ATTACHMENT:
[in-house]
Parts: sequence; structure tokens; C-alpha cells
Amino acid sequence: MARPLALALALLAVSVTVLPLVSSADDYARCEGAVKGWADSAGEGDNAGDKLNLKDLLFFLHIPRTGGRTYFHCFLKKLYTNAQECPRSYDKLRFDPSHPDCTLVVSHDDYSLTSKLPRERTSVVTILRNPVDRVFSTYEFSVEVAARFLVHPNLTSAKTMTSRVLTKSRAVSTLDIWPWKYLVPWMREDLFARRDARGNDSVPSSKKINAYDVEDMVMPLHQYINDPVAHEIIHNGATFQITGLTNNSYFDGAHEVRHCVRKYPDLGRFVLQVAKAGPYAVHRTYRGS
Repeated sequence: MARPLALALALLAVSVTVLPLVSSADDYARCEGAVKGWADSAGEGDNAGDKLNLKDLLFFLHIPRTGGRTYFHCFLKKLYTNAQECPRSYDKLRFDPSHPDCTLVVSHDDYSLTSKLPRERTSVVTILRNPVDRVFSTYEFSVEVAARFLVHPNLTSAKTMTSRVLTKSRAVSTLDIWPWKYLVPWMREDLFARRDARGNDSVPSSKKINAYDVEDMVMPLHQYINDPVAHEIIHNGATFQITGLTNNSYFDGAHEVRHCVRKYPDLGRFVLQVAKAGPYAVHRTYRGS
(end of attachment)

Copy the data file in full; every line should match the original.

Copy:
[in-house]
Parts: sequence; structure tokens; C-alpha cells
Amino acid sequence: MARPLALALALLAVSVTVLPLVSSADDYARCEGAVKGWADSAGEGDNAGDKLNLKDLLFFLHIPRTGGRTYFHCFLKKLYTNAQECPRSYDKLRFDPSHPDCTLVVSHDDYSLTSKLPRERTSVVTILRNPVDRVFSTYEFSVEVAARFLVHPNLTSAKTMTSRVLTKSRAVSTLDIWPWKYLVPWMREDLFARRDARGNDSVPSSKKINAYDVEDMVMPLHQYINDPVAHEIIHNGATFQITGLTNNSYFDGAHEVRHCVRKYPDLGRFVLQVAKAGPYAVHRTYRGS
Repeated sequence: MARPLALALALLAVSVTVLPLVSSADDYARCEGAVKGWADSAGEGDNAGDKLNLKDLLFFLHIPRTGGRTYFHCFLKKLYTNAQECPRSYDKLRFDPSHPDCTLVVSHDDYSLTSKLPRERTSVVTILRNPVDRVFSTYEFSVEVAARFLVHPNLTSAKTMTSRVLTKSRAVSTLDIWPWKYLVPWMREDLFARRDARGNDSVPSSKKINAYDVEDMVMPLHQYINDPVAHEIIHNGATFQITGLTNNSYFDGAHEVRHCVRKYPDLGRFVLQVAKAGPYAVHRTYRGS